The topic of abused women has lined the narratives of many films. Lifetime has built an entire empire around women in danger, either from a violent man or a predatory female. Very few, however, tackle the issue from a less sordid perspective such as Herself. Directed by Phyllida Lloyd (The Iron Lady, Mamma Mia!) and written by Claire Dunne, who also stars, Herself is not just a harrowing tale of domestic abuse, but also the quiet, compassionate account of how a battered woman with next to nothing manages to stand on her own two feet rather than be just another number waiting for government assistance.
The concept of a house as a symbol of safety gets a double significance when, on the day of Sandra’s worst fight with her husband Gary (Ian Lloyd Richardson, supremely repulsive and mercilessly violent), she has her daughter deliver a message hidden inside a doll house to a stranger. That message, to call the cops, saves Sandra from a violent fate, but rather than placing her in a safe environment, it also leaves her fairly destitute and humiliated. Finding a decent place becomes a nightmare in the one scene where she enters what is frankly, a shit-hole apartment. She then seeks government assistance to find public housing, which also lands in a thud when she gets reduced to a number and an indeterminate future which Sandra simply can’t hold on to.
Help does arrive from unexpected sources, and then the movie shifts from largely abandoning the terrible shadow of Gary and immersing Sandra in the comfort of good people. For Sandra, it’s a stroke of luck that may sound a bit too pat to believe, but this isn’t a movie about what can believably happen (although I have seen many a story in which people come together from all walks of life to help a person in need). Herself is a movie about a woman refusing to be a battered wife, an unfit mother, and the ultimate victim of a society that already treats women like her as undesirables. Sandra, as low as she has fallen, isn’t about to wait for anyone to resume her life. Thanks to the internet, she finds a tutorial on how to build her own home — her little piece of heaven — and goes after it with a vengeance,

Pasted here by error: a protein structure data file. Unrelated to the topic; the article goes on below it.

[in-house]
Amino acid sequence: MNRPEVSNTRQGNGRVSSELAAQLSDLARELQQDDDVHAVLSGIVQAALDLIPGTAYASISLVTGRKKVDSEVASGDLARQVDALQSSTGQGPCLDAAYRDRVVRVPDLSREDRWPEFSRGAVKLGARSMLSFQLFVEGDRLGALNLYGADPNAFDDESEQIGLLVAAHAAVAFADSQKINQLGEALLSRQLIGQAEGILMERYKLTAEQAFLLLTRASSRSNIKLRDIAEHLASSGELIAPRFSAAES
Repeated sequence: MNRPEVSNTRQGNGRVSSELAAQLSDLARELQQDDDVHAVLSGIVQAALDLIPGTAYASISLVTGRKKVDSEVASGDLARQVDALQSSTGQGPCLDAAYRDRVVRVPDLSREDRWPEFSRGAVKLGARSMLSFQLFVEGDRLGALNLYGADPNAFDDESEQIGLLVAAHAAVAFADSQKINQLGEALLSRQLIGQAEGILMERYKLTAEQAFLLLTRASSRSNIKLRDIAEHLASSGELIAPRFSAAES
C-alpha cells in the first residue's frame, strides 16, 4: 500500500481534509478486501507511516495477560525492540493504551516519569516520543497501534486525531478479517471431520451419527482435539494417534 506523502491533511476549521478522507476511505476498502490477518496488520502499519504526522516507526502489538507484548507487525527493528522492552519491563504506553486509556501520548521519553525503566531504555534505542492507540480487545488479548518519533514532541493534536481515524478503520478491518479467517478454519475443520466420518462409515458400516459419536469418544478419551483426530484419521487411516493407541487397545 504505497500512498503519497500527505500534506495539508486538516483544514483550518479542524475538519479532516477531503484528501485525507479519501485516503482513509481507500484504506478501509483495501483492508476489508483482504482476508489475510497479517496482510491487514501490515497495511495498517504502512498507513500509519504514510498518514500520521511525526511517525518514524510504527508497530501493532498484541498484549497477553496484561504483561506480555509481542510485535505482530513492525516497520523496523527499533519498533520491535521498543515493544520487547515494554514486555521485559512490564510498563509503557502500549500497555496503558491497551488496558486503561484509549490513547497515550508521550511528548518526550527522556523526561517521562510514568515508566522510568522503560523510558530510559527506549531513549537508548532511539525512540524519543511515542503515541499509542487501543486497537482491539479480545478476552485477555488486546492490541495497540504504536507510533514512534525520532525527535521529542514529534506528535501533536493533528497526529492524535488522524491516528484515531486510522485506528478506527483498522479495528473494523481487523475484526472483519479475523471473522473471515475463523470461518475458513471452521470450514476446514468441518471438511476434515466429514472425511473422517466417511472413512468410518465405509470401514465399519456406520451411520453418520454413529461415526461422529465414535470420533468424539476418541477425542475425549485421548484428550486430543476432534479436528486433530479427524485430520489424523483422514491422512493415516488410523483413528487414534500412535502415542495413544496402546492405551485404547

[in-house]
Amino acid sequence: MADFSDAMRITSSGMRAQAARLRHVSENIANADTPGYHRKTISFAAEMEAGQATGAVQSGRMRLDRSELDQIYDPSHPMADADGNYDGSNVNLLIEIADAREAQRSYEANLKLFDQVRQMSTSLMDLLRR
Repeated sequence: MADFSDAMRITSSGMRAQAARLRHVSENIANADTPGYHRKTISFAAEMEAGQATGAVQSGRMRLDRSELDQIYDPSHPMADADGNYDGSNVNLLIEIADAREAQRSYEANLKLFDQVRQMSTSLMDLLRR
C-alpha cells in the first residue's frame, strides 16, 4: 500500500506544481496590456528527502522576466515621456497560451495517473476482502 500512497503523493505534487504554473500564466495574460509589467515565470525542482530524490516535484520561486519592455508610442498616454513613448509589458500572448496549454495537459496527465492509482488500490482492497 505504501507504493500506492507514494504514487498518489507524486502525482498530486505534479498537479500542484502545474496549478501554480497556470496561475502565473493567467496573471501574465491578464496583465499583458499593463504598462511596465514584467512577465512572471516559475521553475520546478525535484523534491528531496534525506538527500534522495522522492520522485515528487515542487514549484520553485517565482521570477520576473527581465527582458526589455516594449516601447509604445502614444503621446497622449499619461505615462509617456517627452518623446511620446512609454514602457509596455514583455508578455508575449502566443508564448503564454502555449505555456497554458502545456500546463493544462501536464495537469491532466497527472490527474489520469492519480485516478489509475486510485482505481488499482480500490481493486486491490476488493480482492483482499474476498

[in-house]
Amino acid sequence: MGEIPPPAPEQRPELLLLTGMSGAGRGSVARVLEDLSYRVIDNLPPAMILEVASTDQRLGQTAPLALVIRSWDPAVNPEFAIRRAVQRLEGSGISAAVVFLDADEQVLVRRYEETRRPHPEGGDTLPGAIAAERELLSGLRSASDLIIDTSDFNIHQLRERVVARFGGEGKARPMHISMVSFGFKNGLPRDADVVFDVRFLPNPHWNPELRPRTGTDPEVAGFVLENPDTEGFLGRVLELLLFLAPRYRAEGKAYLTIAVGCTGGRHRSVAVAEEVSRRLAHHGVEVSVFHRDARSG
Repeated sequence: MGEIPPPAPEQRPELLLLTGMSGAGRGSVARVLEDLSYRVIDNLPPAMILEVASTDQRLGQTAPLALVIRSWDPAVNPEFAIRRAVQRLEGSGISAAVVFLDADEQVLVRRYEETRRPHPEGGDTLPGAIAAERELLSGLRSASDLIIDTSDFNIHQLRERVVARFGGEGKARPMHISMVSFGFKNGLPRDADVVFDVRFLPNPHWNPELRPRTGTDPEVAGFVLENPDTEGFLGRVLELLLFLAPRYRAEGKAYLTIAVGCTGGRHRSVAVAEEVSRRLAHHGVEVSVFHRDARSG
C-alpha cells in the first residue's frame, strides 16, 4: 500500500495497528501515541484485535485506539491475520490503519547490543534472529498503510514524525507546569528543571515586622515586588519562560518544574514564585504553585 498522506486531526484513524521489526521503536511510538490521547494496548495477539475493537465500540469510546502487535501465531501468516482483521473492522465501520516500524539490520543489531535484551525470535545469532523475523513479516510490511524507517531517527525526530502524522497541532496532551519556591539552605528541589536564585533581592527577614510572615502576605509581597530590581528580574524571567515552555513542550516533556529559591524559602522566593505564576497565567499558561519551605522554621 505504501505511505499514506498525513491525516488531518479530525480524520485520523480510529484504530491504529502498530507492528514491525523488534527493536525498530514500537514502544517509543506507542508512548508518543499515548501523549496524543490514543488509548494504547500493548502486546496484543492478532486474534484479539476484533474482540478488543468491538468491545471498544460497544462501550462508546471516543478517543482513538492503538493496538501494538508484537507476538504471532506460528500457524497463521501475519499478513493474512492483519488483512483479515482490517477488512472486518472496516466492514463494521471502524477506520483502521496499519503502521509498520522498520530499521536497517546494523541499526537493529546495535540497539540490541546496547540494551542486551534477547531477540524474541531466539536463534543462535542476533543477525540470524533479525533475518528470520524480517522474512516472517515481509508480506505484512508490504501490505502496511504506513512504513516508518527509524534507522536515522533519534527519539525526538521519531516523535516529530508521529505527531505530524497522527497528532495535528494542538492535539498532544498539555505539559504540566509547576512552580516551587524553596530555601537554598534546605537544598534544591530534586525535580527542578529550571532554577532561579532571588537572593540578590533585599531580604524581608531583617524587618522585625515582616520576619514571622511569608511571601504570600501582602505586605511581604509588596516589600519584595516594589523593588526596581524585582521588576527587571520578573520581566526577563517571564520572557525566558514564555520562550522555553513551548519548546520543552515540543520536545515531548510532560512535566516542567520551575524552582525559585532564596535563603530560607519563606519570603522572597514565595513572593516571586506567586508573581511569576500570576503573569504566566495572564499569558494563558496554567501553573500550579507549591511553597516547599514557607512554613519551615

In her first movie in almost ten years since [the aforementioned] The Iron Lady, Phyllida Lloyd veers off into Ken Loach territory to tell a story about the forgotten tinted in hope. She’s not idealistic — images of Gary and a severely battered Sandra peek in through the narrative as a reminder of what the fallback could be, should she return to her past. Also, having Sandra dance a delicate line of diplomacy between the forces would tear her apart from her daughters and the man just waiting, off-screen, creates a sense of constant tension even in the movie’s sunniest sections.
A lesser movie would have gone for a more black and white confrontation between Sandra and Gary. The criminally under-viewed French movie Custody, available on Prime, also focused on an abused woman in a particularly brutal manner, and like that one, Herself deftly keeps the climactic scene off-screen in a way that reminded me a bit of Rebecca (1940). While frustrating, it is a dark turn that the movie must take in order to secure Sandra’s own freedom. In doing so, we don’t get overwhelmed by whatever violence would have taken place, but are horrified at what could have been, the rage that instigated it.
Herself is not a movie I can say I enjoyed — as I said, the off-screen menace remains for most of the movie, and we are privy to see Sandra suffering bouts of panic attacks — but as for a look into the life of an abused woman and how she fights back, it is a must-see.